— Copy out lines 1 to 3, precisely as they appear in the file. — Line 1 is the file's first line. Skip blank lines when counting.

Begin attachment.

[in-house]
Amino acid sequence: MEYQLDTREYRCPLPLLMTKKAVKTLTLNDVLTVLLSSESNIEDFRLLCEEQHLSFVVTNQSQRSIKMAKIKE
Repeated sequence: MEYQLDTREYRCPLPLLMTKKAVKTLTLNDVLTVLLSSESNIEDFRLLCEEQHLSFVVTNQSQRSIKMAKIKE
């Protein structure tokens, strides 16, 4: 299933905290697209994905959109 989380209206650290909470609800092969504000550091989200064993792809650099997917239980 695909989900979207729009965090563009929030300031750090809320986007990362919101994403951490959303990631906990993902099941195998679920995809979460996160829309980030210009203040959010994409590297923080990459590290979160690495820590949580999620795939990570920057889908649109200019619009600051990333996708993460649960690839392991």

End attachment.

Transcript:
[in-house]
Amino acid sequence: MEYQLDTREYRCPLPLLMTKKAVKTLTLNDVLTVLLSSESNIEDFRLLCEEQHLSFVVTNQSQRSIKMAKIKE
Repeated sequence: MEYQLDTREYRCPLPLLMTKKAVKTLTLNDVLTVLLSSESNIEDFRLLCEEQHLSFVVTNQSQRSIKMAKIKE